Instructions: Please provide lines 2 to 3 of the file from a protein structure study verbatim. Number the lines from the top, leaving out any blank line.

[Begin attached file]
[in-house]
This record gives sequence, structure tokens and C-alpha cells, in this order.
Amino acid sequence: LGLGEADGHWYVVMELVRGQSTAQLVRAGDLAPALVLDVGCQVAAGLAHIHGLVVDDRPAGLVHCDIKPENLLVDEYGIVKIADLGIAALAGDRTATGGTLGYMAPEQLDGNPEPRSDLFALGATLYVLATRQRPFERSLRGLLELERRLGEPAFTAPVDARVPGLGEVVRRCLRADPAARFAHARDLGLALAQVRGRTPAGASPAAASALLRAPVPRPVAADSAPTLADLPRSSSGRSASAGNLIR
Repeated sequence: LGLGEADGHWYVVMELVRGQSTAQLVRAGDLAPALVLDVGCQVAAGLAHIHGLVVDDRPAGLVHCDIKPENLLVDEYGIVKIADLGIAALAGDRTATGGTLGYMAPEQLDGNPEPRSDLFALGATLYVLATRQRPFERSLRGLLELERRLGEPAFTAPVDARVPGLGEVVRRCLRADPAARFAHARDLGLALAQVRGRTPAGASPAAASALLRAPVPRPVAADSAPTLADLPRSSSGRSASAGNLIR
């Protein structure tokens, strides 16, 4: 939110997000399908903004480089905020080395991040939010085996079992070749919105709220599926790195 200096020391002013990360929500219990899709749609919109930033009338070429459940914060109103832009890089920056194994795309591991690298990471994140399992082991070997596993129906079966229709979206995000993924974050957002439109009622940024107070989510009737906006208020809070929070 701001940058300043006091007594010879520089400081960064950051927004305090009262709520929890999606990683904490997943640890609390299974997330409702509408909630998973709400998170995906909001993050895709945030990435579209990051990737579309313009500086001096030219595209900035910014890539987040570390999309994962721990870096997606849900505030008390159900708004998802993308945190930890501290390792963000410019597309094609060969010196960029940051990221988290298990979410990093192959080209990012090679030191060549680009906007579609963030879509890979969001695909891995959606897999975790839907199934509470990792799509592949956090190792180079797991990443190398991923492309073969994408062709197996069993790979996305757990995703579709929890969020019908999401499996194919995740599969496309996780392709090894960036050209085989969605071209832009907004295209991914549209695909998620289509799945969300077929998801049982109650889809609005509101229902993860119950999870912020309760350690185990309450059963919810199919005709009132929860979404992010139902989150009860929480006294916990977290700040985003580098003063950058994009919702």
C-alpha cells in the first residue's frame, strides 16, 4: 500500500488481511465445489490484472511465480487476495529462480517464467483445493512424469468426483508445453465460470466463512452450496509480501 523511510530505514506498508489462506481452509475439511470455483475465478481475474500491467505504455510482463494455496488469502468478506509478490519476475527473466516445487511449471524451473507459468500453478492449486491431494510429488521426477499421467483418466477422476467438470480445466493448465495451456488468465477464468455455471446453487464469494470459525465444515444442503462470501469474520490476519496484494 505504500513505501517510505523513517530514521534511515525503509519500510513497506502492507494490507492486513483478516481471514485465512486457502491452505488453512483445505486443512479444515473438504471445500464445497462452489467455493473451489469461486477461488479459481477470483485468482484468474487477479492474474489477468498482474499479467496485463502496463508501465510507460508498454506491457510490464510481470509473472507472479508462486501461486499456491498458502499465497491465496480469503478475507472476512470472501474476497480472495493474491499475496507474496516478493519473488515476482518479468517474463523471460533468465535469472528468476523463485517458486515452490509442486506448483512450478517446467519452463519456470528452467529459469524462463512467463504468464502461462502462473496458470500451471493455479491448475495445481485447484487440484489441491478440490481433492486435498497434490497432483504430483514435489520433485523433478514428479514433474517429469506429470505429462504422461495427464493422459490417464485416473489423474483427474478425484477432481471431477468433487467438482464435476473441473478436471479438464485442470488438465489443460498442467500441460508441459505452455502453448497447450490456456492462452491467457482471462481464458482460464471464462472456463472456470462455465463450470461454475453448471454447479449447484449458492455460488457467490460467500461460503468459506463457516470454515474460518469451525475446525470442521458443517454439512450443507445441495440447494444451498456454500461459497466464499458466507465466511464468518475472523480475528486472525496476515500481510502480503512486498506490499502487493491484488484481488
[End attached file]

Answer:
This record gives sequence, structure tokens and C-alpha cells, in this order.
Amino acid sequence: LGLGEADGHWYVVMELVRGQSTAQLVRAGDLAPALVLDVGCQVAAGLAHIHGLVVDDRPAGLVHCDIKPENLLVDEYGIVKIADLGIAALAGDRTATGGTLGYMAPEQLDGNPEPRSDLFALGATLYVLATRQRPFERSLRGLLELERRLGEPAFTAPVDARVPGLGEVVRRCLRADPAARFAHARDLGLALAQVRGRTPAGASPAAASALLRAPVPRPVAADSAPTLADLPRSSSGRSASAGNLIR